Rather than being one large monolithic “religion,” Hinduism is an umbrella under which a number of different schools of thought exist. Academics categorize contemporary Hinduism into four major denominations: Vaishnavism, Shaivism, Shaktism and Smartism. The denominations differ primarily in the understanding and worship of the Supreme or Absolute Truth. However from a broader philosophical perspective there are just two main underlying spiritual perspectives, One is the Vaisnava philosophy and the other is that of Adi Shankara known as Mayavada or Advaita philosophy. Amongst these different traditions or branches, Vaishnavism* is perhaps the largest branch, with hundreds of millions of adherents and countless sub-branches. All of them, however have some common characteristics and foundational philosophical beliefs. To understand and appreciate this is very challenging for people raised in or only exposed to the traditional Christian concept of religion, which is by nature very “centralized” and exclusive.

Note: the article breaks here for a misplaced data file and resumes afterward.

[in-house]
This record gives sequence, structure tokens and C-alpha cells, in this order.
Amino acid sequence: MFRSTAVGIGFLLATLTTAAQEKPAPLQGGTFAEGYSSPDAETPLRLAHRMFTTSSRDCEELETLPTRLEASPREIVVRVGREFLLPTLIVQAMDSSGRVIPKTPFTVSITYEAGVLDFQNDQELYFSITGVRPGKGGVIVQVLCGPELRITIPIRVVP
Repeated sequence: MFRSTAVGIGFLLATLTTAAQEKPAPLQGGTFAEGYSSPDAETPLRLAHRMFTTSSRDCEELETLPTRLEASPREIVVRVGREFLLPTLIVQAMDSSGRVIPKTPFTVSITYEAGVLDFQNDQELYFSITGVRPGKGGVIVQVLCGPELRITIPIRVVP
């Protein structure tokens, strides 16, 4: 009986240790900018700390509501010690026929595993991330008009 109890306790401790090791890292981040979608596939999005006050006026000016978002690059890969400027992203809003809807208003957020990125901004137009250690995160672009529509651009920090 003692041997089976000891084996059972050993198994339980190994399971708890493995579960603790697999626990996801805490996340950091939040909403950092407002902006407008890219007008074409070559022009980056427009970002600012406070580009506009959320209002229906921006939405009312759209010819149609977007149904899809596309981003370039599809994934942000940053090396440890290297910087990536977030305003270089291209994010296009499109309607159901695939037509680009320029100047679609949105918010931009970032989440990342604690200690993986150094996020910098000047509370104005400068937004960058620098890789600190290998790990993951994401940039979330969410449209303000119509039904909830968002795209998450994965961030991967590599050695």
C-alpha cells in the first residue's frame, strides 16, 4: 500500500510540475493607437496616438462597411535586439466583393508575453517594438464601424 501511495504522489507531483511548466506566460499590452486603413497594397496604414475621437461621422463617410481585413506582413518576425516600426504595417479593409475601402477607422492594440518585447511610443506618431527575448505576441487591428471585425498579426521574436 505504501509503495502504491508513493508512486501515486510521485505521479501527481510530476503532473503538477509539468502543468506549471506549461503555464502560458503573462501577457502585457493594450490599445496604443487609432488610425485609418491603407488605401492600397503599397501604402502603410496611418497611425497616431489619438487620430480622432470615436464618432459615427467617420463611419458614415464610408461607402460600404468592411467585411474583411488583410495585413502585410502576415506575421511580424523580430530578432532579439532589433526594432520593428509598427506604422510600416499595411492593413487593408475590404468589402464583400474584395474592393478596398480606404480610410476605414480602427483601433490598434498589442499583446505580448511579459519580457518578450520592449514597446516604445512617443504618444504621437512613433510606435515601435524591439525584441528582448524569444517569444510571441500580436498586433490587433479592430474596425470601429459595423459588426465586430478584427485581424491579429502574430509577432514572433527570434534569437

A good vehicle to help a Westerner learn more about Hinduism is by comparing it to a religion that they do have some familiarity with. For America, that would be comparing Hinduism to Christianity and some of the similarities and differences.
For a comparative study please read the following articles
Gurus and Disciplic Traditions
Vaishnavas recognize that despite the various ways and methods that different acharyas teach, the apex of perfect yoga, and the ultimate goal of the human form of life, is the achievement of pure bhakti, or spiritual love. Yoga can be simply compared to a ladder. The lowest rung is yoga asanas and the highest rung—the culmination and definition of yoga—is perfect spiritual love.